2. I echo the thanks above, Dr. Clark, for the entire series.

    It seems to me that perhaps one of the motivations behind this kind of errant theology is fear. It’s as if the proponents are scared that if they don’t stress human obedience, then their congregants will become antinomian. I wonder if fear is one of the root causes of the rationlism and moralism that these folks use to justify this covenant nomism. I also wonder how much of it comes from an intellectual species of pride. They have carefully studied the works of these prominent modern theologians like E.P. Sanders, James D.G. Dunn, N.T. Wright and have integrated this sophisticated historical and theological work into their thinking and theology while they think the poor benighted crowd is still obsessed with psychological coping mechanism of a neurotic 16th-century German monk, namely sola fide.

    As soon as I have the time, I’m planning on reading Where is Boasting, a book by Simon Gathercole, a conservative theologian who teaches at Cambridge. Gathercole did his Ph.D. under Dunn, and this book is in part, if I understand correctly, a refutation of at least part of the historical case that Sanders and Dunn make for covenant nomism.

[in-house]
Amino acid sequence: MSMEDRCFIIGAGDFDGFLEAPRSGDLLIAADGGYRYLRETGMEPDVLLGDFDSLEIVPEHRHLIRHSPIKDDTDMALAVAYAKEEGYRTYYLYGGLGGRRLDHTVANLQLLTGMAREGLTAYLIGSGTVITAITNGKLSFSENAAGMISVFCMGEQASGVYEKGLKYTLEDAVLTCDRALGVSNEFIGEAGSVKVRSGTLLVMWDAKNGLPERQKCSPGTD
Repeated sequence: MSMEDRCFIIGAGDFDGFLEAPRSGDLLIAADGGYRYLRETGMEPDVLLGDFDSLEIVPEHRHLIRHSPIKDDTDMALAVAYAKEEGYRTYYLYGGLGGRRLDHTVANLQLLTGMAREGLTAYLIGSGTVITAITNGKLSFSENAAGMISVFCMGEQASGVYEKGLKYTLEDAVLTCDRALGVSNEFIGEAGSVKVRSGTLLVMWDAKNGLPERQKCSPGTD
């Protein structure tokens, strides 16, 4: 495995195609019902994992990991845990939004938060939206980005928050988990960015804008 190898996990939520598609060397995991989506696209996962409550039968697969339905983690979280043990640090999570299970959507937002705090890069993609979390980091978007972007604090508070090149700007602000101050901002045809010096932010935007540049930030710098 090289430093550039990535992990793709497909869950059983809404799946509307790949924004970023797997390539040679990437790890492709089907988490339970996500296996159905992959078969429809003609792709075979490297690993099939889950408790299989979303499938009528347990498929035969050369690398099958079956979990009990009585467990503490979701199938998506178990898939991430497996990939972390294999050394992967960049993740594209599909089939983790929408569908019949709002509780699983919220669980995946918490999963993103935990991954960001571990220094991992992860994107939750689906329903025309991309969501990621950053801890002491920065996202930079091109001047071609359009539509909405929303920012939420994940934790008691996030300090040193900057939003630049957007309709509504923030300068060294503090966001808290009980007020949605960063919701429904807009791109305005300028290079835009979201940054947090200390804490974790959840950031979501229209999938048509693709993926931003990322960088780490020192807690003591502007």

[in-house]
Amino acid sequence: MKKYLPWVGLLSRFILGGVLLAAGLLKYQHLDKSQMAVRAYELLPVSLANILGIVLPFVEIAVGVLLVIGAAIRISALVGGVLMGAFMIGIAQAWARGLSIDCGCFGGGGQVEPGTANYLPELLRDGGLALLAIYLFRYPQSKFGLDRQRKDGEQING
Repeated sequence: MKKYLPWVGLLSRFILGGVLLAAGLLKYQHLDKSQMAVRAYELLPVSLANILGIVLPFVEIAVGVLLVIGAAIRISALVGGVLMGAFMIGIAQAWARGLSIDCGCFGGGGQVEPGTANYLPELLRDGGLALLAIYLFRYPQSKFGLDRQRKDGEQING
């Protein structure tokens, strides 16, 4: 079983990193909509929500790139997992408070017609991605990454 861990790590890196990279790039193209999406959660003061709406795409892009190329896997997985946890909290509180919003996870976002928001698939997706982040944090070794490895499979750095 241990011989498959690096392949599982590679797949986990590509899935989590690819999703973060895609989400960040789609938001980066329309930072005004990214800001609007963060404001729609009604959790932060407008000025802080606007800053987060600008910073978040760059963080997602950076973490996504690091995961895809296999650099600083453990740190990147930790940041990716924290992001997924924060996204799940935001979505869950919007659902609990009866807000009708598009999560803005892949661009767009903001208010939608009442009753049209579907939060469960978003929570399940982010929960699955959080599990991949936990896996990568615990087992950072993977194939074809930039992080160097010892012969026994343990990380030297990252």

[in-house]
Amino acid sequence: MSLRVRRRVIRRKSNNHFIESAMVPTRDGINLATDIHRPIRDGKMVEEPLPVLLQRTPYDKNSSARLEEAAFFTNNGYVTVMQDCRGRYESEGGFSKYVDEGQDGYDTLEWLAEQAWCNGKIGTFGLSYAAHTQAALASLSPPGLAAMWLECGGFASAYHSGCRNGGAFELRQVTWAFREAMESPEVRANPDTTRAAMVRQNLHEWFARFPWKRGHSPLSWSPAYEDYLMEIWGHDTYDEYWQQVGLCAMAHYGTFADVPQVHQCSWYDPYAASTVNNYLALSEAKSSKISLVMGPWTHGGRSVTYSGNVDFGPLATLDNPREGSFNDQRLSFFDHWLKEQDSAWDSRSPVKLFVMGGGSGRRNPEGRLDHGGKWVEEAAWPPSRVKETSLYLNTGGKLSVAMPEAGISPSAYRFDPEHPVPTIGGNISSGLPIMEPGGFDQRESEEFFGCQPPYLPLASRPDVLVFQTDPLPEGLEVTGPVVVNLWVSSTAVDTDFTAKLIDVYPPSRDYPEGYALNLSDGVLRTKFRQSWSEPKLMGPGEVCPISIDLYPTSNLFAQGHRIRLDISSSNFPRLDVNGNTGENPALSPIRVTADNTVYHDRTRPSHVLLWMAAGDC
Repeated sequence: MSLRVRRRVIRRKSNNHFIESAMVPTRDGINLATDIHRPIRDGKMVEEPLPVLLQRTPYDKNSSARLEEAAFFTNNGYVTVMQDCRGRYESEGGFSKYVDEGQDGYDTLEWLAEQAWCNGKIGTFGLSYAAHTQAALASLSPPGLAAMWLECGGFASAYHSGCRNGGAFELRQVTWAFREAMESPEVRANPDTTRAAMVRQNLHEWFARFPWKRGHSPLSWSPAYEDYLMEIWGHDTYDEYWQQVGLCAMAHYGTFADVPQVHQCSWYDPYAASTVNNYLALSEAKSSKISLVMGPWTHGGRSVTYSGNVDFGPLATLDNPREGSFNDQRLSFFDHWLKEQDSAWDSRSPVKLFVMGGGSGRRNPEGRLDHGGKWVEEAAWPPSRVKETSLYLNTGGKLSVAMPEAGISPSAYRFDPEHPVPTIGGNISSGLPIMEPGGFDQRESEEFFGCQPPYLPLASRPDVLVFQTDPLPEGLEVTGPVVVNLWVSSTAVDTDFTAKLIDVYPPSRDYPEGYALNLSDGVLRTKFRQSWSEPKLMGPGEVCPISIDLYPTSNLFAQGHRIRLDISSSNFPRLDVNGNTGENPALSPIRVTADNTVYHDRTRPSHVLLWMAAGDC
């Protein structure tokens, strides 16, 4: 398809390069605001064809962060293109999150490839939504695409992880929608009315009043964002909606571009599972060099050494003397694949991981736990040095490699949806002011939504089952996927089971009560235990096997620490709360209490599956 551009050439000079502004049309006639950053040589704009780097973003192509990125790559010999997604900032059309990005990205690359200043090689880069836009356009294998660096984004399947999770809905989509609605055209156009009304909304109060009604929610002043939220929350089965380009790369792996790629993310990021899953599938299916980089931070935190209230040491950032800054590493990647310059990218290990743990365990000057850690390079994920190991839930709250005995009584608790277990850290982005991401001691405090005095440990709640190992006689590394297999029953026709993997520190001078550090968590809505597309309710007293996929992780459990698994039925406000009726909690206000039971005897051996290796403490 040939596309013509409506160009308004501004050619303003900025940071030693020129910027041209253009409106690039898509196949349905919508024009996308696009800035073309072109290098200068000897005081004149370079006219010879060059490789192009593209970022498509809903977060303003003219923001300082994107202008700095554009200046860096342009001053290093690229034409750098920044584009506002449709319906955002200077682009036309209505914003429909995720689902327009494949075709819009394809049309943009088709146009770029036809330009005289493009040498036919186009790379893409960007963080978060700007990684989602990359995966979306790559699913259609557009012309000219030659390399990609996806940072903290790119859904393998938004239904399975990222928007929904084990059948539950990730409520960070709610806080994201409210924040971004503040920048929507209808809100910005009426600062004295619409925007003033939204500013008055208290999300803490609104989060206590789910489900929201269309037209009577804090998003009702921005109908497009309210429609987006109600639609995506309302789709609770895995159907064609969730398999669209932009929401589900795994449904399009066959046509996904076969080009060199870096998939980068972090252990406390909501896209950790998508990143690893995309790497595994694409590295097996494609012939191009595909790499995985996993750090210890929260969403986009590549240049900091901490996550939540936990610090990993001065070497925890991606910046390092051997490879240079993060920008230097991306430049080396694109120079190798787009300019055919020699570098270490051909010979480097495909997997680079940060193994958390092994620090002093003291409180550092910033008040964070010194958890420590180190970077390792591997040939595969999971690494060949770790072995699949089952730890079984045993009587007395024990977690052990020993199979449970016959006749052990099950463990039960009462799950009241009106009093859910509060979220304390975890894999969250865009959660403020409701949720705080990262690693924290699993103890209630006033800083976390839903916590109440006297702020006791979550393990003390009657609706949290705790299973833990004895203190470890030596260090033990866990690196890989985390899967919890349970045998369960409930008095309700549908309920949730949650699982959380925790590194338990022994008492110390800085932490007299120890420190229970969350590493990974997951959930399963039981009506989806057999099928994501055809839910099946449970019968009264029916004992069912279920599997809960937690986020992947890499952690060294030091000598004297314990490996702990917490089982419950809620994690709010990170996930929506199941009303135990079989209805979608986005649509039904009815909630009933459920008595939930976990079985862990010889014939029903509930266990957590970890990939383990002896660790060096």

Are you familiar with Dr. Gathercole’s work, Dr. Clark? Have you read this work above and would you reccommend it?

    • Gathercole is a good scholar. Highly recommended generally. I remember working through that vol some years ago and finding it helpful but it’s been a while. More recently I read his book on the Gospel of Judas. It was very well done.

  3. There are two ways to confuse before and after. The medieval church found a way to do both simultaneously. They came to believe that were broken simply by virtue of being human. That’s first way to confuse things: reading the fall back into the prelapsarian (pre-fall) world. The second way of confusing them is to read the prelapsarian state into the fallen world.

    Golf clap.

  4. ‘It became clear that he adopted this view for the very same reason that the medieval church adopted its view, and that Rome….adopted her view: to ensure that her people would be sanctified.’